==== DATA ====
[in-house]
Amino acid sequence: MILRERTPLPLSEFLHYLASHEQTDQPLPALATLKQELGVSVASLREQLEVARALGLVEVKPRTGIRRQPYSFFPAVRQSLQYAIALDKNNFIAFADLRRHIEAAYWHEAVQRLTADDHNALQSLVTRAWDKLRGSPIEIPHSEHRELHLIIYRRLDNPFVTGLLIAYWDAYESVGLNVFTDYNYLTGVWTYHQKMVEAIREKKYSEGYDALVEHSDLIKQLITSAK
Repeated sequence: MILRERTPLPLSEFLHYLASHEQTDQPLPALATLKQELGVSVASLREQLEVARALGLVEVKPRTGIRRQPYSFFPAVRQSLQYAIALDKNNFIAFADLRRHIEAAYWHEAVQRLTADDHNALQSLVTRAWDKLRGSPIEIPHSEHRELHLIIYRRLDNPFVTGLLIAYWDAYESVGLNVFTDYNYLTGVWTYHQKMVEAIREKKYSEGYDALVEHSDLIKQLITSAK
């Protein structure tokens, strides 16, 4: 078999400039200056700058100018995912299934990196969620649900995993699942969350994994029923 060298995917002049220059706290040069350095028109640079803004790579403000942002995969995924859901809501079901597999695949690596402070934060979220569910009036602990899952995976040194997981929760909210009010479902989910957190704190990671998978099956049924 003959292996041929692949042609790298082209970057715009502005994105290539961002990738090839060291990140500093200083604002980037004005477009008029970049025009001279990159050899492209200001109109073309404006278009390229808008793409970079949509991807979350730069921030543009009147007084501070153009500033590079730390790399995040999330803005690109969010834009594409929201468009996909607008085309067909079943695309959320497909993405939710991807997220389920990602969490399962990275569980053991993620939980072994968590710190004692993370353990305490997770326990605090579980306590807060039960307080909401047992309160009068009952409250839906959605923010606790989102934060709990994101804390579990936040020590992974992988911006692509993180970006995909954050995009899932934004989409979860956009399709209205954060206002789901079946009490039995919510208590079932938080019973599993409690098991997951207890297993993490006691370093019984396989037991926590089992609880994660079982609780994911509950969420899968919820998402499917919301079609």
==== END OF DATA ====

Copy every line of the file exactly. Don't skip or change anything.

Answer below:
[in-house]
Amino acid sequence: MILRERTPLPLSEFLHYLASHEQTDQPLPALATLKQELGVSVASLREQLEVARALGLVEVKPRTGIRRQPYSFFPAVRQSLQYAIALDKNNFIAFADLRRHIEAAYWHEAVQRLTADDHNALQSLVTRAWDKLRGSPIEIPHSEHRELHLIIYRRLDNPFVTGLLIAYWDAYESVGLNVFTDYNYLTGVWTYHQKMVEAIREKKYSEGYDALVEHSDLIKQLITSAK
Repeated sequence: MILRERTPLPLSEFLHYLASHEQTDQPLPALATLKQELGVSVASLREQLEVARALGLVEVKPRTGIRRQPYSFFPAVRQSLQYAIALDKNNFIAFADLRRHIEAAYWHEAVQRLTADDHNALQSLVTRAWDKLRGSPIEIPHSEHRELHLIIYRRLDNPFVTGLLIAYWDAYESVGLNVFTDYNYLTGVWTYHQKMVEAIREKKYSEGYDALVEHSDLIKQLITSAK
């Protein structure tokens, strides 16, 4: 078999400039200056700058100018995912299934990196969620649900995993699942969350994994029923 060298995917002049220059706290040069350095028109640079803004790579403000942002995969995924859901809501079901597999695949690596402070934060979220569910009036602990899952995976040194997981929760909210009010479902989910957190704190990671998978099956049924 003959292996041929692949042609790298082209970057715009502005994105290539961002990738090839060291990140500093200083604002980037004005477009008029970049025009001279990159050899492209200001109109073309404006278009390229808008793409970079949509991807979350730069921030543009009147007084501070153009500033590079730390790399995040999330803005690109969010834009594409929201468009996909607008085309067909079943695309959320497909993405939710991807997220389920990602969490399962990275569980053991993620939980072994968590710190004692993370353990305490997770326990605090579980306590807060039960307080909401047992309160009068009952409250839906959605923010606790989102934060709990994101804390579990936040020590992974992988911006692509993180970006995909954050995009899932934004989409979860956009399709209205954060206002789901079946009490039995919510208590079932938080019973599993409690098991997951207890297993993490006691370093019984396989037991926590089992609880994660079982609780994911509950969420899968919820998402499917919301079609």